The name is taken from the 1960s term ‘Peacocks’, used to refer to men who adopt a distinct and colourful dress sense.
On arrival, the seats are gifted with goody bags filled with Ben Sherman cleansing soap, moisturising soap and body lotion with piercing citrus, bergamot, floral and musk notes – along with a British flag pin. Models sport similar ones on their jackets.
Peacock feathers are showcased in glass cabinets in the lavish wood interior. Guests are split across three rooms for the models to navigate.
The Spring/Summer 2018 collection is a flurry of patterns inspired by the Bohemian and psychedelic movements of the Sixties. The models bring sass and swagger to printed shorts, deconstructed summer blazers and soft linen separates.
Where it can be, the models’ hair is worn long and shaggy, topped with a bucket hat, while their eyes are shielded with sunnies or oversized geek chic glasses.
Indigo and denim are the designated shades for outerwear, paired with brick and tan, while jerseys and shirting come in burnt sienna and pineapple – ideal hues for the summer months.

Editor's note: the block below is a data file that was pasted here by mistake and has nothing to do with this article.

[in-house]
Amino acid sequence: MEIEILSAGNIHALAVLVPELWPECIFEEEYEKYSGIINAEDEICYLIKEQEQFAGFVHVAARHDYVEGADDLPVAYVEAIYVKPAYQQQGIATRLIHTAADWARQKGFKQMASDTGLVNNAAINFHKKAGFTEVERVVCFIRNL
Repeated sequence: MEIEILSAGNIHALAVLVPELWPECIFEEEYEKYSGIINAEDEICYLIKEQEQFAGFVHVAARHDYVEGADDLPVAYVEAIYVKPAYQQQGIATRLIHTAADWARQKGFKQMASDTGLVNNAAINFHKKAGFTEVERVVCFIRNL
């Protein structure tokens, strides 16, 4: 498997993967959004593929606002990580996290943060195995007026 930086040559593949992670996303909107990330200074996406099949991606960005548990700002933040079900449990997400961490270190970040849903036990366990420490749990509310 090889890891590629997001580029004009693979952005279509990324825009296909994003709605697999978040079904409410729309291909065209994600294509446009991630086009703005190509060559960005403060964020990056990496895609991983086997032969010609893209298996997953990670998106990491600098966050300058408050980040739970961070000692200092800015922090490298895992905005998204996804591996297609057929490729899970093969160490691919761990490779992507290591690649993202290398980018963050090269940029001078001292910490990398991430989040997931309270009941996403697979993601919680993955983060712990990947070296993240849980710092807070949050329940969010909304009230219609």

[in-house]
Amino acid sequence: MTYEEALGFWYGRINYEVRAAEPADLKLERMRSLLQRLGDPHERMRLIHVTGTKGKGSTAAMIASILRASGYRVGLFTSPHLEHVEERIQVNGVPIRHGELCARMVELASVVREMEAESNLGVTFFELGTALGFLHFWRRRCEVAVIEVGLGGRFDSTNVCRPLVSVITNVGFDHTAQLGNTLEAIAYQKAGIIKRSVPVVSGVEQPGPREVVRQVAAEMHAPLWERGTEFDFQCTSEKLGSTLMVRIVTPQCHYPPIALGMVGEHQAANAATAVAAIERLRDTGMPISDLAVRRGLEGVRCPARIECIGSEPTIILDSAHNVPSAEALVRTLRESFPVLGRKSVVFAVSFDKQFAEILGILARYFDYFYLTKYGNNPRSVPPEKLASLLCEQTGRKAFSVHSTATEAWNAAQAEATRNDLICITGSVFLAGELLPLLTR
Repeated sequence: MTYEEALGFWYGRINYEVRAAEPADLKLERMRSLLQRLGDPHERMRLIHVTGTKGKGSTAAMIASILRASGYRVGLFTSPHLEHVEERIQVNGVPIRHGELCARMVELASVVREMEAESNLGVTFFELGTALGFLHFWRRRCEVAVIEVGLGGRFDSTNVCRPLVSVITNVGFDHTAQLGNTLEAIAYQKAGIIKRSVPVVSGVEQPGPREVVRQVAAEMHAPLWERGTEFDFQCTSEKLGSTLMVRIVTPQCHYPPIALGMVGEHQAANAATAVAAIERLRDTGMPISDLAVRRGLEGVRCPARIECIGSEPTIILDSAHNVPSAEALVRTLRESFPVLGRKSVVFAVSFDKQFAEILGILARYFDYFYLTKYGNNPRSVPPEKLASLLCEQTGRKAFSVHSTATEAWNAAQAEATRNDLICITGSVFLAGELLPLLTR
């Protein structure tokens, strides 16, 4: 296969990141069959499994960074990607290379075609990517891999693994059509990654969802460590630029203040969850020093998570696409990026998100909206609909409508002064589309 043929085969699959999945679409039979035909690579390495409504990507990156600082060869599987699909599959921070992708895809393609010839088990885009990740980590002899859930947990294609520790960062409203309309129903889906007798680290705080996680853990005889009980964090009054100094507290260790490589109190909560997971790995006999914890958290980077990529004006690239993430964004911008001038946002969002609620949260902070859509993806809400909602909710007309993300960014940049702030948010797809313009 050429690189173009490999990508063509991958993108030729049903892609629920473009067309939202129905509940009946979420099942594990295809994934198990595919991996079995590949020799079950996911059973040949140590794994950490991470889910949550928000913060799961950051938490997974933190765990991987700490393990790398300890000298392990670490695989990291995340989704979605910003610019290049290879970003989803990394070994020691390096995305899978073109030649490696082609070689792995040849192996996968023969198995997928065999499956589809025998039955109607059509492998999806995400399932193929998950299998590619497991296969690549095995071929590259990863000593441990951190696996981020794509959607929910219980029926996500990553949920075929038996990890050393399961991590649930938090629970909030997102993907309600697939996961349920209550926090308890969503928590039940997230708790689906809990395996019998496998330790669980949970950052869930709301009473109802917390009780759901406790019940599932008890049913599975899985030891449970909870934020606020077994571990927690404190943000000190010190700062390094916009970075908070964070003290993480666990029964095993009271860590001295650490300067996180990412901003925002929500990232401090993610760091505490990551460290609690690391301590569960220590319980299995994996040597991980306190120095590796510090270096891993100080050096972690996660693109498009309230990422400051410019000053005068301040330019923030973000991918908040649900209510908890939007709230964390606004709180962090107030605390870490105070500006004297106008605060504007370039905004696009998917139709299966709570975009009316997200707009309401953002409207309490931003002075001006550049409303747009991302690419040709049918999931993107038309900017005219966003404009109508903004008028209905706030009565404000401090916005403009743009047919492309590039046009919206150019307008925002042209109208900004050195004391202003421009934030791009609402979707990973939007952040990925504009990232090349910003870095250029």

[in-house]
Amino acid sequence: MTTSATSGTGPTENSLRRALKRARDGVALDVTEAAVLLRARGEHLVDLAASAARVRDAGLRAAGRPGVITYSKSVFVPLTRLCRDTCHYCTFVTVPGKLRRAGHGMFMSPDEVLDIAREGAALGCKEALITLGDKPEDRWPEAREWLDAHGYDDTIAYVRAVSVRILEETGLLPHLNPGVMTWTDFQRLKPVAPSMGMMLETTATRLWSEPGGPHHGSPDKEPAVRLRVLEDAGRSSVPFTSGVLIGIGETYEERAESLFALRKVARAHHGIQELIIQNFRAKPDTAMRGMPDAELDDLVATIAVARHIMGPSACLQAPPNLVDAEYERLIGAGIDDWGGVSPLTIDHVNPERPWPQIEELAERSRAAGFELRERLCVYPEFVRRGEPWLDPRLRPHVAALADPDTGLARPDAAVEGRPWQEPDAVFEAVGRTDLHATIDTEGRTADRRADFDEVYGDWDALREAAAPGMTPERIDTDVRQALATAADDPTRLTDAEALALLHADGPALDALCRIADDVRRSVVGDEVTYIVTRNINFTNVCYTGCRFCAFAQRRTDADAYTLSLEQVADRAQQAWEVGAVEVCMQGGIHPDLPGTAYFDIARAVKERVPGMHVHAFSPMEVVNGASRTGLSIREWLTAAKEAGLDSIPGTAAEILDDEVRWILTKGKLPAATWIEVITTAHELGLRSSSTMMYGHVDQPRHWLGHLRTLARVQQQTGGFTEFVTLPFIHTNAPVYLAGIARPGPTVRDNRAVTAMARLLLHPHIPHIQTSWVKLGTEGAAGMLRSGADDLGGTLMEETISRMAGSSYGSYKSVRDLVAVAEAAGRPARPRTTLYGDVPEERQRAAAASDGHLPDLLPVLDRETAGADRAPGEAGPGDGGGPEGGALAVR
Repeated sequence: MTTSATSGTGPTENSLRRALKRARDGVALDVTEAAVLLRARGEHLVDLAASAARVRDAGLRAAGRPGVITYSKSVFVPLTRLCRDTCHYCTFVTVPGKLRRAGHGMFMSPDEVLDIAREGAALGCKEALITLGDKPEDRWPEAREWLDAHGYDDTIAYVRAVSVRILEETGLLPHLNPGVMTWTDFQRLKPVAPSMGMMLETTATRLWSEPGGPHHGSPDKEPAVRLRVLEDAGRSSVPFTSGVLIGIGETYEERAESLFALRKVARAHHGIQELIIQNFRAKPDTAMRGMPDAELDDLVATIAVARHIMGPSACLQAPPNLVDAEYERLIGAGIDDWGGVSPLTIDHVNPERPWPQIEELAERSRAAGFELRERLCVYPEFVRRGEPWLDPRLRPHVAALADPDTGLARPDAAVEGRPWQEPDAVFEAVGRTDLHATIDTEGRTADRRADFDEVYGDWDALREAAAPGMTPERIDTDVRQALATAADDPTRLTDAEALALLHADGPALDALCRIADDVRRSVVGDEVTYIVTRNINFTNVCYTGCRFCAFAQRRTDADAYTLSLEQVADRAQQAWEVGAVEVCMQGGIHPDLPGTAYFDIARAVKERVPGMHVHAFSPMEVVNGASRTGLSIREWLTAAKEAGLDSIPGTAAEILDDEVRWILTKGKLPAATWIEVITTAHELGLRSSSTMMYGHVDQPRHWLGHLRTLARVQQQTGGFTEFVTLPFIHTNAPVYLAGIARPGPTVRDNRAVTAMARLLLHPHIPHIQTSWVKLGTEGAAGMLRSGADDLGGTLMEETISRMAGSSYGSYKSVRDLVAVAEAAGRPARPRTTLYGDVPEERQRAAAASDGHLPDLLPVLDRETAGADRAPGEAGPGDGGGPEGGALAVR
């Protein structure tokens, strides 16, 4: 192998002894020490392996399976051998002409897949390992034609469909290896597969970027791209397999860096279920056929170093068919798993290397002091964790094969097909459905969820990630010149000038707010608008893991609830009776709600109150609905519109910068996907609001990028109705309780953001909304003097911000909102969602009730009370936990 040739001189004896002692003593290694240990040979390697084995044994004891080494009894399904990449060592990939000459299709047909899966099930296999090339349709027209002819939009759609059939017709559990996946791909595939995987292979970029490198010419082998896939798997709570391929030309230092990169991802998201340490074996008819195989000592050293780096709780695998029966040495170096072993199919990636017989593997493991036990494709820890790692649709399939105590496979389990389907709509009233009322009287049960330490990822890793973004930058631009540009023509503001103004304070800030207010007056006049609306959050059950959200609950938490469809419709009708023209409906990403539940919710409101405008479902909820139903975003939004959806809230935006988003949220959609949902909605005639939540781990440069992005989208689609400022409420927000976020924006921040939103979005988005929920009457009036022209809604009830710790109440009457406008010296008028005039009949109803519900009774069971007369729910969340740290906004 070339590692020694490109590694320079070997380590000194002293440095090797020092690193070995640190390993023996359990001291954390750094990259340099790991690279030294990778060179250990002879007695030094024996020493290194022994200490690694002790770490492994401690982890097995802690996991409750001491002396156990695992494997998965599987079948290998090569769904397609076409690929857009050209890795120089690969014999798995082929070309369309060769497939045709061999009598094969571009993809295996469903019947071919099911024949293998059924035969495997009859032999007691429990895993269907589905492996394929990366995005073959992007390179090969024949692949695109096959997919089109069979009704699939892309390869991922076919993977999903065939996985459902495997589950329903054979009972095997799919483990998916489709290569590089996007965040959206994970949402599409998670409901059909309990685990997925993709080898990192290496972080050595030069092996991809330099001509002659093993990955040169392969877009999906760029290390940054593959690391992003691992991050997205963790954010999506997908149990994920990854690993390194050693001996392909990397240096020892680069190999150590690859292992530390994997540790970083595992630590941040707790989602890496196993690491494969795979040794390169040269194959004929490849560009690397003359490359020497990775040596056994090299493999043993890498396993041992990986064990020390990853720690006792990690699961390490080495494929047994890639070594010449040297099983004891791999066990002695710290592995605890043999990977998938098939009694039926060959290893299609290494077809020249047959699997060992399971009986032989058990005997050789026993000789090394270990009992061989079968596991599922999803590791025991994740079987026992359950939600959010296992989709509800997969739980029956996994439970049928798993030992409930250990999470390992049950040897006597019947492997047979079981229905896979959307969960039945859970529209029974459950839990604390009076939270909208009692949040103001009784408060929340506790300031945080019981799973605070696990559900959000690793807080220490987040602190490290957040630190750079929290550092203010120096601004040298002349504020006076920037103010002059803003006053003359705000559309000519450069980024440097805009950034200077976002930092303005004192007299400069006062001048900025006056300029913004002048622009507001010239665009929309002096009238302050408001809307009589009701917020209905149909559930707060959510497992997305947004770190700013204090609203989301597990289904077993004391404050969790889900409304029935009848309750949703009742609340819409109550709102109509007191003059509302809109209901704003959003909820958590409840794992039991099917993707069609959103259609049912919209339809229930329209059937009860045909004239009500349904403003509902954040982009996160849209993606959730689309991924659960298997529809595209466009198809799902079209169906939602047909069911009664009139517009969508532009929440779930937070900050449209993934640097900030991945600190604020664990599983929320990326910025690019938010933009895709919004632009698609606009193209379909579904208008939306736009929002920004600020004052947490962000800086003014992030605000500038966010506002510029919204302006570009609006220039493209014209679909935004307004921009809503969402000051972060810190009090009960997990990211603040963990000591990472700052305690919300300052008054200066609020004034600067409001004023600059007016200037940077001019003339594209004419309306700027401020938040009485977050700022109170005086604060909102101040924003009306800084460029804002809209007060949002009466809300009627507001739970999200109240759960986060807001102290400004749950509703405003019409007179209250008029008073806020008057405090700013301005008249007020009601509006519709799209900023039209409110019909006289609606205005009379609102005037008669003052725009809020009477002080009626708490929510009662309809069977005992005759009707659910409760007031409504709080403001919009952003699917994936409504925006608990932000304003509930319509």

Suede jackets, a hooded parka, lightweight wool drawstring trousers and a warped gingham shirt are the standout pieces of the collection – seen in dark denim, claret reds and soft pinks.
Daring patterns, such as florals, can often be overpowering, but Ben Sherman tones them down with classic stripes and checks. The peacock pattern is a particular highlight as an ode to the collection’s overarching theme. Peacocks wear peacocks with aplomb.
Inspiration is also drawn from the music and festival posters of the Sixties. The Ben Sherman aesthetic is not lost, as it injects originality into the traditional shapes. A two-toned black and orange jumper bursts with flowers to spell out the word ‘MOD’ – the mods being a British youth culture known for making the Ben Sherman shirt part of their uniform.
The legacy of Ben Sherman, which was first launched in 1963, lives on five decades later. There is no better brand suited to design a collection dedicated to the decade of its inception. ‘Peacock Revolution’ reintroduces what was popular in the Swinging Sixties to a new audience of men ready to adapt the styles and make them all their own.
Images: Ben Sherman